Trinidad and Tobago. According to Countryaah official site, a limited state of emergency was introduced in several areas in August in an attempt to put a stop to a violent crime wave. The decision was made when eleven murders had been committed in just a few days. According to Prime Minister Kamla Persad-Bissessar, the murders were triggered by the police making several huge seizures of drugs, resulting in multimillion losses for drug leagues. The state of emergency meant a curfew at night and increased powers for the police to intervene in criminal suspicion.
In November, police said they had revealed plans to murder Persad-Bissesses. Twelve people were arrested, including several military and police. The prime minister himself considered that the murder plans were a direct result of the state of emergency. She also promised to continue to take a hard look at organized crime.
Additional elections in 1994 showed Manning the unpopularity of the government, as the ruling PNM lost 3 of the 4 seats in the elections.
At the same time, the then-Prime Minister Robinson’s amnesty had granted participants in the coup attempt in July 1990 – 114 members of the Islamic group Jamaat-al-Muslimeen – canceled. Still, this was a symbolic cancellation, as the court ruled that the accused should neither be prosecuted nor arrested.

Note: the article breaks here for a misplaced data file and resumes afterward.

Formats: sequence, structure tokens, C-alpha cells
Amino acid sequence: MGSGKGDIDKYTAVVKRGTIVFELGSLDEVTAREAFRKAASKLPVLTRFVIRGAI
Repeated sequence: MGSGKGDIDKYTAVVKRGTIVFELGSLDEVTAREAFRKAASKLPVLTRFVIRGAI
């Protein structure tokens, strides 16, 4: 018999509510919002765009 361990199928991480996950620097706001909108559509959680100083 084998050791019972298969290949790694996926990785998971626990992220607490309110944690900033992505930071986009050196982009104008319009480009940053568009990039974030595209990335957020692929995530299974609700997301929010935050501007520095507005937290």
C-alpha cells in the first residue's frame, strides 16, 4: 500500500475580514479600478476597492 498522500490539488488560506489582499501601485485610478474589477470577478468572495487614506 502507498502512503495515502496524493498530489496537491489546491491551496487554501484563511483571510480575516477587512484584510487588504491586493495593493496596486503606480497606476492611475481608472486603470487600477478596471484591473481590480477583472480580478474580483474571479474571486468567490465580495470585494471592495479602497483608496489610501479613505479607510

In a situation where the economy and politics were in better condition, Manning decided to print elections for November 1995 – a year ahead of time. But the strategy failed. The ONM had to settle for 17 seats, the same as the opposition party UNC led by Basdeo Panday.
Panday allied with the NAR and thus became the first Trinidad & Tobago head of government to descend from emigrants from India.
In 1996, the Government Coalition adopted a balanced budget that reduced spending. The government entrusted a consortium with the task of building a factory that from 1999 was to supply the United States and Spain with natural gas.
In early 1997, the PNM lost further strength in parliament when two of its members joined the government coalition as “detached”. The opposition thus had only 15 seats against the 21 of the government coalition.
On February 14, the candidate of the government and former prime minister ANR Robinson was elected president as he received 46 of the electoral college votes. Opposition candidate Anthony Lucky got just 18. On March 19, Robinson formally took over the post.